In-depth Analysis

What does it mean when the stock market and the economy head in different directions?

Modern economies and modern financial markets are complicated creatures with thousands of moving parts and millions of participants. Logically one would assume that if the economy is doing well then so should the stock market and vice versa. 

However, consider this chart which combines US Inflation, US Retail Sales and US Interest Rates. 

inflation has been rising as have US interest rates and it’s quite likely that interest rates will continue to do so until the end of the year even as prices begin to moderate.

On the other hand, retail sales are slipping, which matters because US consumers and their expenditure account for 70% of US GDP. 

The US economy recently moved into a technical recession, after it posted two consecutive quarters of negative growth. Given that fact and the data above, what are we to make of the chart below which captures the rally in the S&P 500 index over recent months?

The S&P 500 index has rebounded by more than 10% over the last 4 weeks alone, confounding and in some cases crushing bears and short sellers.

So what’s going on here?

Well, there are two factors at play here, firstly financial markets are forward-looking, that is they are far more concerned about what things will look like 6 to 12 months down the road, than they are about anything that happened in the past, and they price assets accordingly.

Stock prices today reflect what the market believes will be happening in February and March 2023,  and not next week, and certainly not what happened in the prior quarter.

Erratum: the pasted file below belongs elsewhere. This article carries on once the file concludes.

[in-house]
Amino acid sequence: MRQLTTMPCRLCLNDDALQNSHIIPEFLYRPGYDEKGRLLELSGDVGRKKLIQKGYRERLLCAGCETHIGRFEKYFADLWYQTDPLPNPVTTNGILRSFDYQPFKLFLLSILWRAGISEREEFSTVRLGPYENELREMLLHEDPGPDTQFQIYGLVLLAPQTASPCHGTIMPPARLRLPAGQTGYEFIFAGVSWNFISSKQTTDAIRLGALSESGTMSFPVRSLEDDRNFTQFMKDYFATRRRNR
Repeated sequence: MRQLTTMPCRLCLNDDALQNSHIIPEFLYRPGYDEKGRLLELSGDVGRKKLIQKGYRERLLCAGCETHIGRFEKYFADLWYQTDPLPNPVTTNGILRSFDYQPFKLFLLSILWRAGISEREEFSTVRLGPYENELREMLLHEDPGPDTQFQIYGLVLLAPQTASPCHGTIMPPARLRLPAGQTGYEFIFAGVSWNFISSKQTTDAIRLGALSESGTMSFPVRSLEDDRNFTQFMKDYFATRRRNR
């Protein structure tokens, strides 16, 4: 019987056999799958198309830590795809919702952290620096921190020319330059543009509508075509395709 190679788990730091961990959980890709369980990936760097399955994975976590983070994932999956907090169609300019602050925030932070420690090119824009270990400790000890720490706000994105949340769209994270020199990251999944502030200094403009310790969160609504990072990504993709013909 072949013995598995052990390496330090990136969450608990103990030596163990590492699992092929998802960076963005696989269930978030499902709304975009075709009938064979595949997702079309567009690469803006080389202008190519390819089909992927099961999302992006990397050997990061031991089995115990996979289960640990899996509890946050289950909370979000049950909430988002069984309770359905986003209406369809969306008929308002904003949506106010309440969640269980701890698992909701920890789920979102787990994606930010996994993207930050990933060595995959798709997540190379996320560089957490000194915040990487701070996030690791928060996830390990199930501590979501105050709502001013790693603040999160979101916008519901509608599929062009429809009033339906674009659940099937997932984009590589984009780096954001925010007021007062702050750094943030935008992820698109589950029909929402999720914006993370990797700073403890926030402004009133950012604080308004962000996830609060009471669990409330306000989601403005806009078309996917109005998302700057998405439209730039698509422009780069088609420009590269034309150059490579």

We see this clearly in earning season where guidance about the next couple of quarters will often outweigh results that reflect the prior quarter. 

Beating earnings expectations for a prior quarter is good but guiding higher for the coming quarters is even better and the stock prices of companies that do this are often rewarded for it.

Right now we have divergence between what’s happening in the US economy and what’s happening in the stock market some of that can be explained by the forward-looking nature of the market, but not all of it. 

For example, out of the 87% of S&P 500 companies that had reported earnings by August 5th, 75% posted a positive earnings surprise and 70% beat on revenues. 

However, only a fraction of them offered any guidance on Q3 and when they did so the balance swung to the negative with 42 companies guiding lower compared to the 30 companies that raised their guidance.

So what’s the missing component if it isn’t corporate earnings and the Q3 outlook?

We need to look to investors for that and in particular to changes in investor sentiment. 

Those changes were revealed in August’s Global Fund Manager Survey, which is conducted monthly by Bank of America among institutional investors, who collectively manage more than $700 billion dollars.

The survey data revealed a sea change in the fund managers’ views. They are far less bearish than they were just a month ago and they have been raising their exposure to US stocks, as a result, as a group, they are overweight US stocks by an average of 10%. 

What’s more the majority of the fund managers surveyed believe that growth stocks will outperform value during the next 12 months.

Growth stocks, of course, are seen as being risk-on and on that basis, it’s no surprise to find that the Nasdaq 100, which is home to many growth companies, is up by 12.0% over the last four weeks.

What’s more, a massive 90% of the fund managers surveyed believe that inflation will be lower in years a time, which in turn will mean that central banks can reign in interest rate rises and perhaps consider cutting them once more.

Of course, 12 months is a long time and a lot can go wrong in that time frame so as the old market adage has it “caveat emptor” or buyer beware. 

 

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